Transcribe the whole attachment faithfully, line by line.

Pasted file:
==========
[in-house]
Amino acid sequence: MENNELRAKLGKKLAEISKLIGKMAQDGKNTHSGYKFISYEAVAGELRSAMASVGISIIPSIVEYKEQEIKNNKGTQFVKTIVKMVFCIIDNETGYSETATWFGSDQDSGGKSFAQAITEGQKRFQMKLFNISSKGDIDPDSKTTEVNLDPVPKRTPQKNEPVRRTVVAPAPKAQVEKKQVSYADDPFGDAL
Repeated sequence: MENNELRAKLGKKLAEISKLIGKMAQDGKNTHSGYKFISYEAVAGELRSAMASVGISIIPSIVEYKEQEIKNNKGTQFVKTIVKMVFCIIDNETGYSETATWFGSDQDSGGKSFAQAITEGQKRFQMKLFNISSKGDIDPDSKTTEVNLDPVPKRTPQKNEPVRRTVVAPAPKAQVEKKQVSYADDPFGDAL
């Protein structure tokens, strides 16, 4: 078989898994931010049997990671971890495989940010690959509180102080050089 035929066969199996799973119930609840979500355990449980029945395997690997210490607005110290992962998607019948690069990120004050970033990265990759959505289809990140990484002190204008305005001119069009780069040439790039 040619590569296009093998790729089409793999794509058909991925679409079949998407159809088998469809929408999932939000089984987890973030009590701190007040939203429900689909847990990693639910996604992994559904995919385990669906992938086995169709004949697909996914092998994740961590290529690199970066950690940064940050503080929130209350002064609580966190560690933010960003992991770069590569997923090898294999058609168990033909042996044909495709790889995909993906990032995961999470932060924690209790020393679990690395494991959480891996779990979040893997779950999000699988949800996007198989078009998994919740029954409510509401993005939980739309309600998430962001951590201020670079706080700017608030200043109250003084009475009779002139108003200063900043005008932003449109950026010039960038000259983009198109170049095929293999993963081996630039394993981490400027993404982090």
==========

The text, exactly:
[in-house]
Amino acid sequence: MENNELRAKLGKKLAEISKLIGKMAQDGKNTHSGYKFISYEAVAGELRSAMASVGISIIPSIVEYKEQEIKNNKGTQFVKTIVKMVFCIIDNETGYSETATWFGSDQDSGGKSFAQAITEGQKRFQMKLFNISSKGDIDPDSKTTEVNLDPVPKRTPQKNEPVRRTVVAPAPKAQVEKKQVSYADDPFGDAL
Repeated sequence: MENNELRAKLGKKLAEISKLIGKMAQDGKNTHSGYKFISYEAVAGELRSAMASVGISIIPSIVEYKEQEIKNNKGTQFVKTIVKMVFCIIDNETGYSETATWFGSDQDSGGKSFAQAITEGQKRFQMKLFNISSKGDIDPDSKTTEVNLDPVPKRTPQKNEPVRRTVVAPAPKAQVEKKQVSYADDPFGDAL
């Protein structure tokens, strides 16, 4: 078989898994931010049997990671971890495989940010690959509180102080050089 035929066969199996799973119930609840979500355990449980029945395997690997210490607005110290992962998607019948690069990120004050970033990265990759959505289809990140990484002190204008305005001119069009780069040439790039 040619590569296009093998790729089409793999794509058909991925679409079949998407159809088998469809929408999932939000089984987890973030009590701190007040939203429900689909847990990693639910996604992994559904995919385990669906992938086995169709004949697909996914092998994740961590290529690199970066950690940064940050503080929130209350002064609580966190560690933010960003992991770069590569997923090898294999058609168990033909042996044909495709790889995909993906990032995961999470932060924690209790020393679990690395494991959480891996779990979040893997779950999000699988949800996007198989078009998994919740029954409510509401993005939980739309309600998430962001951590201020670079706080700017608030200043109250003084009475009779002139108003200063900043005008932003449109950026010039960038000259983009198109170049095929293999993963081996630039394993981490400027993404982090």